Episode #245

Fizz Buzz Kata

16 minutes
Published on November 24, 2016

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Code Katas are interesting challenges that can help you practice programming. Some are extremely difficult and others are fairly easy, but they all allow us to exercise the act of programming. Doing code katas can help you learn a new programming language, a new algorithm, or a new style of programming.In this episode we’ll tackle one of the most trivial katas: FizzBuzz.

Episode Links

  • CodeKata - You can find more information on what a Kata is and why it is useful, along with a list of example Kata challenges.
  • Kata Catalogue - A great list of code katas
  • Source Code


In this screencast I'm using Atom. I've installed the following packages:

  • language-swift (for syntax highlighting)
  • seti-icons (for the nicer file icons)
  • ex-mode and vim-mode (for vim-style editing)
  • symbol-gen (for fuzzy finding based on code symbols in your project)

Setting up

Let's first create the project.

mkdir ~/Desktop/Katas
cd ~/Desktop/Katas

Then we will jump into this directory to create our project structure with swift package manager.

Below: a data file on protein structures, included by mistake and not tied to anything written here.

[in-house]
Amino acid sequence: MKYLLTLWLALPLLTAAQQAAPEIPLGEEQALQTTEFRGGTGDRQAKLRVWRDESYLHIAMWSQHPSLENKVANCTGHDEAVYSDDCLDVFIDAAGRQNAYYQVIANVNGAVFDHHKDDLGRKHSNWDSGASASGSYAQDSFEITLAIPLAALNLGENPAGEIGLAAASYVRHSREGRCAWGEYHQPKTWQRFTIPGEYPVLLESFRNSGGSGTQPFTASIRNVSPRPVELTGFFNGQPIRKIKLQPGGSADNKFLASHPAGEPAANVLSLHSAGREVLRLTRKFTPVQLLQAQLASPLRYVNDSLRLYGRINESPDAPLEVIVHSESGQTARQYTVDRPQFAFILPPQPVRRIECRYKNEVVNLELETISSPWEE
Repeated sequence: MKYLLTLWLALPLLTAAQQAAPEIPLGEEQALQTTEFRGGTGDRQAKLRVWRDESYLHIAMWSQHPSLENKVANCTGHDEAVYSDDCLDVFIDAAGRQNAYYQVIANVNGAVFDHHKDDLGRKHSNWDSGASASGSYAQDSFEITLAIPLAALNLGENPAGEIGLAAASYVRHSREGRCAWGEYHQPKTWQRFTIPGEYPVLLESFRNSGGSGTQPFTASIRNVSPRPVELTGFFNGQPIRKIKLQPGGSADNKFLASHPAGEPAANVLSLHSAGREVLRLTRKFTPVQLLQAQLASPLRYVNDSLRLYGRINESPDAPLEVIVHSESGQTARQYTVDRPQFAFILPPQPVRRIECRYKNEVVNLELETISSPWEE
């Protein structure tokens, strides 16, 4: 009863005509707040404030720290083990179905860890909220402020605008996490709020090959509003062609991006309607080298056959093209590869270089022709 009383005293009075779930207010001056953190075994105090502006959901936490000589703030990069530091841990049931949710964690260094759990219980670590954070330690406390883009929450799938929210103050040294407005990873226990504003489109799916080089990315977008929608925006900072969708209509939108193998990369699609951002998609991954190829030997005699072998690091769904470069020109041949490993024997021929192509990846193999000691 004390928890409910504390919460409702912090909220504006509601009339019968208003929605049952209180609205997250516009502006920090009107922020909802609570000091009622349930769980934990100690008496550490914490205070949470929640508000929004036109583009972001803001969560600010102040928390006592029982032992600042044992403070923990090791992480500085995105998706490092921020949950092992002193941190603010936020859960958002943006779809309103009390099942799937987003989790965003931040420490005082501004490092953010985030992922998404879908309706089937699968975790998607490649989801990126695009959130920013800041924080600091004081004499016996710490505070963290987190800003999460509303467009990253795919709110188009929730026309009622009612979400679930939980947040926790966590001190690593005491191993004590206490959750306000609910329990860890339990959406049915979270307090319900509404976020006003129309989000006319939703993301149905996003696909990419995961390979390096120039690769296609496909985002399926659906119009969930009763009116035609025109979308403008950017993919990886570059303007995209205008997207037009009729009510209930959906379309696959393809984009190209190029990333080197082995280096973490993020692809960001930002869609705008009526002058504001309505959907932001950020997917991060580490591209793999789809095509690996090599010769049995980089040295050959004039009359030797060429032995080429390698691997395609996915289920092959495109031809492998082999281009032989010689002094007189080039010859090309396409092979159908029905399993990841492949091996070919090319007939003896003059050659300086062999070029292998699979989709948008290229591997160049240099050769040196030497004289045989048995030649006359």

swift package init

This creates our initial project structure, complete with tests. We can verify that this is all working by running the tests:

swift test

Next, we want to use guard to be able to run our tests with guard any time a file is modified. We'll first set up our Gemfile and add our gems to it:

bundle init
vim Gemfile
source 'https://rubygems.org'

gem 'colored'
gem 'guard-shell'

Here we're using the colored gem to provide quick & easy colored terminal output. We're also using a guard plugin, guard-shell to have guard just run a shell script when a file is changed. This will pull in guard as well.

To set up guard we need a Guardfile:

bundle install
bundle exec guard init

Then we can edit it to include our configuration:

require 'colored'

guard :shell do
  watch(/(.*).swift$/) {|m|

    puts "Modified: #{m[0]}"
    puts "Running tests..."
    `swift test`
    if $? == 0
      puts "Passed".green
      puts "Failed".red

Lastly, we just need to start guard to have it watch our filesystem:

bundle exec guard

Now when we modify the swift source files or tests, guard will pick up the change and execute the block above, effectively running our tests.

This episode uses Guard 2.14, Swift 3.0.